Ritchie has `a blast' on soccer trip
Bryn Ritchie emerged as the king of Oregon high school soccer last fall and last weekend the South Medford High School senior was treated like royalty in Southern California.
Ritchie received an all-expenses paid trip to San Diego, where he was allowed to try out for the U-20 United States Junior Olympic team.
Ritchie, who at 18 was a year younger than most of the players, failed to make the cut. But he returned to Medford with a greater appreciation for how the United States treats its Olympic athletes.
They basically just spoil you, Ritchie said. I had a blast.
The moment Ritchie checked into the ARCO Center -- the Olympic training facility -- he had his palm print electronically scanned. For the remainder of his stay all he had to do when entering the facility or ordering dinner was punch in his individual code.
Four junior Olympic regional teams from around the country were invited to try out for the national team that will compete in the U-20 World Cup later this year. Ritchie was a member of the western regional squad that represented 11 states. He was the lone Oregon representative.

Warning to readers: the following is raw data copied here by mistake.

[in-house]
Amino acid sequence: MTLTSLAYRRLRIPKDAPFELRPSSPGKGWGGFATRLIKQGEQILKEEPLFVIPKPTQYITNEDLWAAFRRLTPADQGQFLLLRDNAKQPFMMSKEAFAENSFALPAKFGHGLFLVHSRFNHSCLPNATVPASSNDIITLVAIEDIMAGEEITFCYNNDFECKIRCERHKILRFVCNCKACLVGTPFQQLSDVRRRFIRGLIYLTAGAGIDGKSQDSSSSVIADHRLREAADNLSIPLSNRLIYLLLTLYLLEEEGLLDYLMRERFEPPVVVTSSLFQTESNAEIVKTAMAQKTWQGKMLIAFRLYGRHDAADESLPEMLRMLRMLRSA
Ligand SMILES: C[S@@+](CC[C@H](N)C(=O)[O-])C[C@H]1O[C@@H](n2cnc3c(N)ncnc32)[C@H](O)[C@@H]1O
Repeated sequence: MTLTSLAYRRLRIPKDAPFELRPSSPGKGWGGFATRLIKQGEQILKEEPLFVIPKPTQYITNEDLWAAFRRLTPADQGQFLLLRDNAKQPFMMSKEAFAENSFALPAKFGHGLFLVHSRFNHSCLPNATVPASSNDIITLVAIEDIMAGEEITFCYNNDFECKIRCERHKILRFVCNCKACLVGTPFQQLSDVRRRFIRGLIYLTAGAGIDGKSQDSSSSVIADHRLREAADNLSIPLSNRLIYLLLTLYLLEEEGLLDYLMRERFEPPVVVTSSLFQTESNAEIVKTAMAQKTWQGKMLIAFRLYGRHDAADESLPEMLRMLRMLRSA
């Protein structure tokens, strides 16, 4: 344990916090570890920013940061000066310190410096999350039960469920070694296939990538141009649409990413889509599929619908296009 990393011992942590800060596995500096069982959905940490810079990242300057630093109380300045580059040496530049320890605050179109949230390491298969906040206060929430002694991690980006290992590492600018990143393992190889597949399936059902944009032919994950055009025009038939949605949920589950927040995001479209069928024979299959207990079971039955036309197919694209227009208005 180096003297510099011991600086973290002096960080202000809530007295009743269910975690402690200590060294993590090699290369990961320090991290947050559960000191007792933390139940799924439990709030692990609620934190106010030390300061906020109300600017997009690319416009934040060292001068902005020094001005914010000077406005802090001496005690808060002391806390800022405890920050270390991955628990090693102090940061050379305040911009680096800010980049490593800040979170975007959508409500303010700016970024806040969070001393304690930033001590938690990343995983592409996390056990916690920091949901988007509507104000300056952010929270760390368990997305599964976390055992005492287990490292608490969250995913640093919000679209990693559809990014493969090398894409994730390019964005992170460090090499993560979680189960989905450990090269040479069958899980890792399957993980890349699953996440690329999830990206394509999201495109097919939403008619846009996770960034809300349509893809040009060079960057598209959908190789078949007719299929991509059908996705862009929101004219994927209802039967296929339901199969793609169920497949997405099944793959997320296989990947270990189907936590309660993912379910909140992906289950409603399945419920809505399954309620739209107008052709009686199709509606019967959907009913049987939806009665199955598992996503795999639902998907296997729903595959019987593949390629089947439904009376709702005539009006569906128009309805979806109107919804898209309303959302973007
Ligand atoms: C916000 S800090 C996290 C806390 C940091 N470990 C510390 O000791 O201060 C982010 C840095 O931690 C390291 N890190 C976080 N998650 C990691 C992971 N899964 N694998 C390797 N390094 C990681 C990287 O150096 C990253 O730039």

As it turned out, only four of the 80 players on the regional teams made the national squad because the other 16 slots were filled from a separate U-20 team that was also at the training site, Ritchie said.
Although Ritchie was on the outside looking in from the start, he believes his chances were further crippled by his soccer rustiness and his playing out of position.
A striker at South Medford, Ritchie played center fullback in San Diego. And he made the journey without having played soccer since he led South Medford to the Class 4A state championship in mid-November.
Ritchie, who was named the Oregon high school player of the year, has spent the last two months playing basketball for South Medford.
A lot of the guys down there play soccer year-round, Ritchie said.
Nonetheless, he did not feel overwhelmed. In matchups against the other regional teams, Ritchie's western club won two of three games.
Some of the guys were stronger and faster than me and a lot of them have a college season under their belts, Ritchie said. But I didn't feel out of place.